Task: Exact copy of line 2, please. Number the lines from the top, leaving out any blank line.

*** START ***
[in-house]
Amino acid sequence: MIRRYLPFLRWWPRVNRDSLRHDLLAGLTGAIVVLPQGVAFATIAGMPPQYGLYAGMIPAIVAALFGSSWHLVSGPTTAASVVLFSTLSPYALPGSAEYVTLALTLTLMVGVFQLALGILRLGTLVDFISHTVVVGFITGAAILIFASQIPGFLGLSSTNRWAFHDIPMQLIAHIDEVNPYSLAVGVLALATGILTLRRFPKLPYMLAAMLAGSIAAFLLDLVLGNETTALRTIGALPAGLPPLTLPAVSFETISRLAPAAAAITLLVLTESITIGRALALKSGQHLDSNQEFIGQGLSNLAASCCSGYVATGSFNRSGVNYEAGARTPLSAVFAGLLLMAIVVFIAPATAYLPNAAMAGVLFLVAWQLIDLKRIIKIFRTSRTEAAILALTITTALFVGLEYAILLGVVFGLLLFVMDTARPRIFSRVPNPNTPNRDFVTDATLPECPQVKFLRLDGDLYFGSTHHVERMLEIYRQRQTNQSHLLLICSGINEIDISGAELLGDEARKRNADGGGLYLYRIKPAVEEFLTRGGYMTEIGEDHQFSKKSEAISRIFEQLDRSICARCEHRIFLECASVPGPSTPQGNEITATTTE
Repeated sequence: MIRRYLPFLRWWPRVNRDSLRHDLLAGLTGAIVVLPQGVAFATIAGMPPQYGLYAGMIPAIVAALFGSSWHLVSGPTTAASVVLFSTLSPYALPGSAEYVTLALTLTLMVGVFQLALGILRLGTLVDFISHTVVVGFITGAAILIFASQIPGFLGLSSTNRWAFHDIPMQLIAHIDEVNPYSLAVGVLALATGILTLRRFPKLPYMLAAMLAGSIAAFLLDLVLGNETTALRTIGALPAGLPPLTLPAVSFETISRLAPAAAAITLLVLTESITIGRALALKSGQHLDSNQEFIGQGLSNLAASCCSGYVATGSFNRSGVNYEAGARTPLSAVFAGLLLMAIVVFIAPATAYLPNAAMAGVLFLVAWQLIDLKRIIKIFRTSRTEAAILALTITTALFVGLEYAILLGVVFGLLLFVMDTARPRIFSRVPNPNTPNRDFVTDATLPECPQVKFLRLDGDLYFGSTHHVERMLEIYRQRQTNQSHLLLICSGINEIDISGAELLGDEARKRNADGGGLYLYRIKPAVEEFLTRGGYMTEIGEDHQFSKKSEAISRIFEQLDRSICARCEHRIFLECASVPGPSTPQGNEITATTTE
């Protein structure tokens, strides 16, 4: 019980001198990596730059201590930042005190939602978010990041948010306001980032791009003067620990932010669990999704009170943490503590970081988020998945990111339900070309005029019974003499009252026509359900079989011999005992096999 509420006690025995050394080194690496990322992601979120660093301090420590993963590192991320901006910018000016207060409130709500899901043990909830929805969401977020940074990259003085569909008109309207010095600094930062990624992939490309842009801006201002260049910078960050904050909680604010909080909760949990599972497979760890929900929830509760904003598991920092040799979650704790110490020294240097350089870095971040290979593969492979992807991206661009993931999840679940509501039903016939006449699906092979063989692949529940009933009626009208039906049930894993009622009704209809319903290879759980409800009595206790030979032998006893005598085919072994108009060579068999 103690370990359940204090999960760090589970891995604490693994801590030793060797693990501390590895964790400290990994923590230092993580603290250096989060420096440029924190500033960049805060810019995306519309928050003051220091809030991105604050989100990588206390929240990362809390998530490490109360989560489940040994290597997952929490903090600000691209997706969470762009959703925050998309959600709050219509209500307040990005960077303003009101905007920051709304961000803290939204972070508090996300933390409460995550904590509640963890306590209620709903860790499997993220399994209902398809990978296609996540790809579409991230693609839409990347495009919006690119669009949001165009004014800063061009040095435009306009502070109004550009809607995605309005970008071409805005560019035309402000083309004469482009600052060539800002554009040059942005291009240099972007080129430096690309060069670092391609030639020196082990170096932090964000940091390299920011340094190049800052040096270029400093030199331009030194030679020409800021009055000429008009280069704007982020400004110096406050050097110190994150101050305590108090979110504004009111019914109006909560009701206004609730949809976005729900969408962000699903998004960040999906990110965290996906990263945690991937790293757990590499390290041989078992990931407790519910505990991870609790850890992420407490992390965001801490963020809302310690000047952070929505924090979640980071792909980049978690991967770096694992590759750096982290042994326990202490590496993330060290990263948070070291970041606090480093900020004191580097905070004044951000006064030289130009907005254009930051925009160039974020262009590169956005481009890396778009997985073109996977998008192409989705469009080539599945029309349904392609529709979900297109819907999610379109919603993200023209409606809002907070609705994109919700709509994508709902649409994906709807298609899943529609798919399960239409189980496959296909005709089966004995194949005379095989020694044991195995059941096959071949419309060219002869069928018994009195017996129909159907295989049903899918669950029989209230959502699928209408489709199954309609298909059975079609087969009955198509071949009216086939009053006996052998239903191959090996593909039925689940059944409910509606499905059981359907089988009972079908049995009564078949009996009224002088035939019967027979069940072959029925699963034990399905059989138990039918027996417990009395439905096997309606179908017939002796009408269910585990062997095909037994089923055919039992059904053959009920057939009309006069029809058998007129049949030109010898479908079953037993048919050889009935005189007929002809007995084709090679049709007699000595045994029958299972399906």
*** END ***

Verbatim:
Amino acid sequence: MIRRYLPFLRWWPRVNRDSLRHDLLAGLTGAIVVLPQGVAFATIAGMPPQYGLYAGMIPAIVAALFGSSWHLVSGPTTAASVVLFSTLSPYALPGSAEYVTLALTLTLMVGVFQLALGILRLGTLVDFISHTVVVGFITGAAILIFASQIPGFLGLSSTNRWAFHDIPMQLIAHIDEVNPYSLAVGVLALATGILTLRRFPKLPYMLAAMLAGSIAAFLLDLVLGNETTALRTIGALPAGLPPLTLPAVSFETISRLAPAAAAITLLVLTESITIGRALALKSGQHLDSNQEFIGQGLSNLAASCCSGYVATGSFNRSGVNYEAGARTPLSAVFAGLLLMAIVVFIAPATAYLPNAAMAGVLFLVAWQLIDLKRIIKIFRTSRTEAAILALTITTALFVGLEYAILLGVVFGLLLFVMDTARPRIFSRVPNPNTPNRDFVTDATLPECPQVKFLRLDGDLYFGSTHHVERMLEIYRQRQTNQSHLLLICSGINEIDISGAELLGDEARKRNADGGGLYLYRIKPAVEEFLTRGGYMTEIGEDHQFSKKSEAISRIFEQLDRSICARCEHRIFLECASVPGPSTPQGNEITATTTE